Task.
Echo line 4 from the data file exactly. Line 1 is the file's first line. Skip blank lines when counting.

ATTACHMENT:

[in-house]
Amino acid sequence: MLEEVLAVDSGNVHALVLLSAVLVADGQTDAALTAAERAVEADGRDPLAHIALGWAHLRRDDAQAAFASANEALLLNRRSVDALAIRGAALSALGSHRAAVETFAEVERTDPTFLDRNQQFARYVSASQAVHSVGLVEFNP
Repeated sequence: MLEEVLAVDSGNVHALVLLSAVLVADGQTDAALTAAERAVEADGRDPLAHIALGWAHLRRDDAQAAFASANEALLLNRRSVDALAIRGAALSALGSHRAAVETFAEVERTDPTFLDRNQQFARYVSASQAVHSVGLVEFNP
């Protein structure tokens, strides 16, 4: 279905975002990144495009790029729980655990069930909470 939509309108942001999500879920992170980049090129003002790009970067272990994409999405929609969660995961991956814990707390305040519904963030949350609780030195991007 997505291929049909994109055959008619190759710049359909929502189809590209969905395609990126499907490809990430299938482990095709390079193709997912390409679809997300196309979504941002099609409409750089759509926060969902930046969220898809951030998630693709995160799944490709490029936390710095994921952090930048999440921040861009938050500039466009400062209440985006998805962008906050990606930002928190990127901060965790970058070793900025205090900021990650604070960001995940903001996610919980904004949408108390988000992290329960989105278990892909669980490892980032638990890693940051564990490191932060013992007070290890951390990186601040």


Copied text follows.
């Protein structure tokens, strides 16, 4: 279905975002990144495009790029729980655990069930909470 939509309108942001999500879920992170980049090129003002790009970067272990994409999405929609969660995961991956814990707390305040519904963030949350609780030195991007 997505291929049909994109055959008619190759710049359909929502189809590209969905395609990126499907490809990430299938482990095709390079193709997912390409679809997300196309979504941002099609409409750089759509926060969902930046969220898809951030998630693709995160799944490709490029936390710095994921952090930048999440921040861009938050500039466009400062209440985006998805962008906050990606930002928190990127901060965790970058070793900025205090900021990650604070960001995940903001996610919980904004949408108390988000992290329960989105278990892909669980490892980032638990890693940051564990490191932060013992007070290890951390990186601040």